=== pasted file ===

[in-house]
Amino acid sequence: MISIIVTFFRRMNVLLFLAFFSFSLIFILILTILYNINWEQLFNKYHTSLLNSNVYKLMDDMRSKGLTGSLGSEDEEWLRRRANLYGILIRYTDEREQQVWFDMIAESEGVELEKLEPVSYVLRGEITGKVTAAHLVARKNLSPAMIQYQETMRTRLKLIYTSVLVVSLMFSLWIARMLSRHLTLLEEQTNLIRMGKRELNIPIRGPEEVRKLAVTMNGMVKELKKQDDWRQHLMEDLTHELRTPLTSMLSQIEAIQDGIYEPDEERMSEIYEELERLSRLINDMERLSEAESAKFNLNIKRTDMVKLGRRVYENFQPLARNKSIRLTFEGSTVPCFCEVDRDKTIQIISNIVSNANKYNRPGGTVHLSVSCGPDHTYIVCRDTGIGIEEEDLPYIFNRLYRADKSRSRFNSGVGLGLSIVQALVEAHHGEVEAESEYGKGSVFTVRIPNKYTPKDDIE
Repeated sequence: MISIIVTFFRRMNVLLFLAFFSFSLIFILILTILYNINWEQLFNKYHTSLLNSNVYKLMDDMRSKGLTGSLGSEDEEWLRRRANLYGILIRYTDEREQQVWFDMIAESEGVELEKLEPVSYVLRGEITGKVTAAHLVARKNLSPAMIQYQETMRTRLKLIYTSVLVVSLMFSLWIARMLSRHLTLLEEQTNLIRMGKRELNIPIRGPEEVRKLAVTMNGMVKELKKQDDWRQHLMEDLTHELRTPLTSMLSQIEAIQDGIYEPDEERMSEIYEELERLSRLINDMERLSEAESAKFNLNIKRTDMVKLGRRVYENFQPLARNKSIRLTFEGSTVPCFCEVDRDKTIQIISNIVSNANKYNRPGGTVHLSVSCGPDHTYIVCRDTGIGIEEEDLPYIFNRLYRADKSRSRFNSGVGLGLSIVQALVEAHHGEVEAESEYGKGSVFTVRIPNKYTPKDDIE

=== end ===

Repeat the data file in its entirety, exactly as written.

[in-house]
Amino acid sequence: MISIIVTFFRRMNVLLFLAFFSFSLIFILILTILYNINWEQLFNKYHTSLLNSNVYKLMDDMRSKGLTGSLGSEDEEWLRRRANLYGILIRYTDEREQQVWFDMIAESEGVELEKLEPVSYVLRGEITGKVTAAHLVARKNLSPAMIQYQETMRTRLKLIYTSVLVVSLMFSLWIARMLSRHLTLLEEQTNLIRMGKRELNIPIRGPEEVRKLAVTMNGMVKELKKQDDWRQHLMEDLTHELRTPLTSMLSQIEAIQDGIYEPDEERMSEIYEELERLSRLINDMERLSEAESAKFNLNIKRTDMVKLGRRVYENFQPLARNKSIRLTFEGSTVPCFCEVDRDKTIQIISNIVSNANKYNRPGGTVHLSVSCGPDHTYIVCRDTGIGIEEEDLPYIFNRLYRADKSRSRFNSGVGLGLSIVQALVEAHHGEVEAESEYGKGSVFTVRIPNKYTPKDDIE
Repeated sequence: MISIIVTFFRRMNVLLFLAFFSFSLIFILILTILYNINWEQLFNKYHTSLLNSNVYKLMDDMRSKGLTGSLGSEDEEWLRRRANLYGILIRYTDEREQQVWFDMIAESEGVELEKLEPVSYVLRGEITGKVTAAHLVARKNLSPAMIQYQETMRTRLKLIYTSVLVVSLMFSLWIARMLSRHLTLLEEQTNLIRMGKRELNIPIRGPEEVRKLAVTMNGMVKELKKQDDWRQHLMEDLTHELRTPLTSMLSQIEAIQDGIYEPDEERMSEIYEELERLSRLINDMERLSEAESAKFNLNIKRTDMVKLGRRVYENFQPLARNKSIRLTFEGSTVPCFCEVDRDKTIQIISNIVSNANKYNRPGGTVHLSVSCGPDHTYIVCRDTGIGIEEEDLPYIFNRLYRADKSRSRFNSGVGLGLSIVQALVEAHHGEVEAESEYGKGSVFTVRIPNKYTPKDDIE